I’ve focused the snippets below on paragraphs that focus on specific companies:
The largest data broker is Acxiom, a marketing giant that brags it has, on average, 1,500 pieces of information on more than 200 million Americans.It’s much harder for Americans to get information on Acxiom. The company declined our request for an interview and is fairly vague about the methods it uses to collect information and who its customers are.
We were able to go online and find all sorts of companies peddling sensitive personalized information. A Connecticut data broker called “Statlistics” advertises lists of gay and lesbian adults and “Response Solutions” — people suffering from bipolar disorder.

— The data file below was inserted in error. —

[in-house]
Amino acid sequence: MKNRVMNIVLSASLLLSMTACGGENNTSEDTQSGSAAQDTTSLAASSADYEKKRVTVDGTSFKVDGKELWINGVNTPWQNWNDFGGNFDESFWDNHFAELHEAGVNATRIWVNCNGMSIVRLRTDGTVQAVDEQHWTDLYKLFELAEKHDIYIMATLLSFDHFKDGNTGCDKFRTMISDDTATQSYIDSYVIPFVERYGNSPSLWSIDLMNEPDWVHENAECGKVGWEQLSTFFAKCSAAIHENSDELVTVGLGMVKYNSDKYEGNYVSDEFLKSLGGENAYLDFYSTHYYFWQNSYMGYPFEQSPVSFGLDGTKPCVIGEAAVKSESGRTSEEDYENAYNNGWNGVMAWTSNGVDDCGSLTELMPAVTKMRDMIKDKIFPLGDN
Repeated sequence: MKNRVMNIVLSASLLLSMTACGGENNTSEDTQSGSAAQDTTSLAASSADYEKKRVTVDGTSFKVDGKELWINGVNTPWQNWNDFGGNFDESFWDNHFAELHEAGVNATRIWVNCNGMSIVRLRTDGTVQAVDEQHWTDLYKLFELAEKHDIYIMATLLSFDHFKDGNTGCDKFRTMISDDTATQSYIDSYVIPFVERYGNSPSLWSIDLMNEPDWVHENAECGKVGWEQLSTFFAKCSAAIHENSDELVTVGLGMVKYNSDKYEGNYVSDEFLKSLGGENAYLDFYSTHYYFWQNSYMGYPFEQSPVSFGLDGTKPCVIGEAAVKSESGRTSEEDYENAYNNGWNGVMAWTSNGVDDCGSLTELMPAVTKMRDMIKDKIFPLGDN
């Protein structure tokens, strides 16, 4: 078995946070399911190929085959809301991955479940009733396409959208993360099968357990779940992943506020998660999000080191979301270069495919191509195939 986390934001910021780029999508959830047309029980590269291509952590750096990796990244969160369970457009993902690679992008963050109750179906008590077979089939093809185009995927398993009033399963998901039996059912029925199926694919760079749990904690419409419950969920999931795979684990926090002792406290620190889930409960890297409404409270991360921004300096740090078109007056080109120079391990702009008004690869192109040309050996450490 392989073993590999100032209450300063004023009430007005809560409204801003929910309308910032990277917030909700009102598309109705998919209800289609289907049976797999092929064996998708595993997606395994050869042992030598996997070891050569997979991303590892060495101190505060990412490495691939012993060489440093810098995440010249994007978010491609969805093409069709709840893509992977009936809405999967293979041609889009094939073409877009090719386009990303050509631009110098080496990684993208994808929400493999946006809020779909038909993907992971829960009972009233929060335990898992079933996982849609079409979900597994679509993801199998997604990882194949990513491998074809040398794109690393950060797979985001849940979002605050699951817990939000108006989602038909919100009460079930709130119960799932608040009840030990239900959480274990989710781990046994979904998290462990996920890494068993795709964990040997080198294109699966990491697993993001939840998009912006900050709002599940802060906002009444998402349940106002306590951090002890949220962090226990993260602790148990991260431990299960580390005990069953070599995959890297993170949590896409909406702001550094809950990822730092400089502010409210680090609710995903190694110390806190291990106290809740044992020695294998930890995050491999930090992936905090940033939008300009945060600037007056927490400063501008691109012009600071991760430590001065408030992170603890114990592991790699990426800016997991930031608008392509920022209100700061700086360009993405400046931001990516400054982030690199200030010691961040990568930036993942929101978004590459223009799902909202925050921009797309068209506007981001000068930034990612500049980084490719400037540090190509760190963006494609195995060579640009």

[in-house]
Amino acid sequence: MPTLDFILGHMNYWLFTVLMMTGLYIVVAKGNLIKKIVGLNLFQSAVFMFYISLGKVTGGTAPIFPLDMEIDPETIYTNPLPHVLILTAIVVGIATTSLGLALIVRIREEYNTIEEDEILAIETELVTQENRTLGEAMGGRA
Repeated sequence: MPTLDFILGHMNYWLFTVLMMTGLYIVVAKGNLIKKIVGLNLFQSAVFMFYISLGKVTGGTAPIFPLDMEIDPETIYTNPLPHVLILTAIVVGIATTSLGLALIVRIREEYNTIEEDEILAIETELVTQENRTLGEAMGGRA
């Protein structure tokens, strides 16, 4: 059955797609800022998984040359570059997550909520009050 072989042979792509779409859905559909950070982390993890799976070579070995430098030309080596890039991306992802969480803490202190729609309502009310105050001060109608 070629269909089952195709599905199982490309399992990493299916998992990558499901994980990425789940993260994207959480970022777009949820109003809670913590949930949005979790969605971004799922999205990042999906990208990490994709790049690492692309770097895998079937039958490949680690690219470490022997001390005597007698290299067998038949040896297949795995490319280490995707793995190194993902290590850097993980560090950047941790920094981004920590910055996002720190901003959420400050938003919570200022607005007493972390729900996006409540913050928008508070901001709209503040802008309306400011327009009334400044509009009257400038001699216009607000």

“Paramount Lists” operates out of this building in Erie, Pa., and offers lists of people with alcohol, sexual and gambling addictions and people desperate to get out of debt.
A Chicago company, “Exact Data,” is brokering the names of people who had a sexually transmitted disease, as well as lists of people who have purchased adult material and sex toys.
That data becomes much more valuable when it’s married up to the much more personal information that’s being volunteered on the Internet. “Take 5 Solutions,” a data broker in Boca Raton, Fla., runs 17 websites like “GoodParentingToday.com” and “T5 HealthyLiving.Com,” where people can share stories about their families and health. What web visitors don’t realize is that “Take 5’s” real business is collecting and selling the information.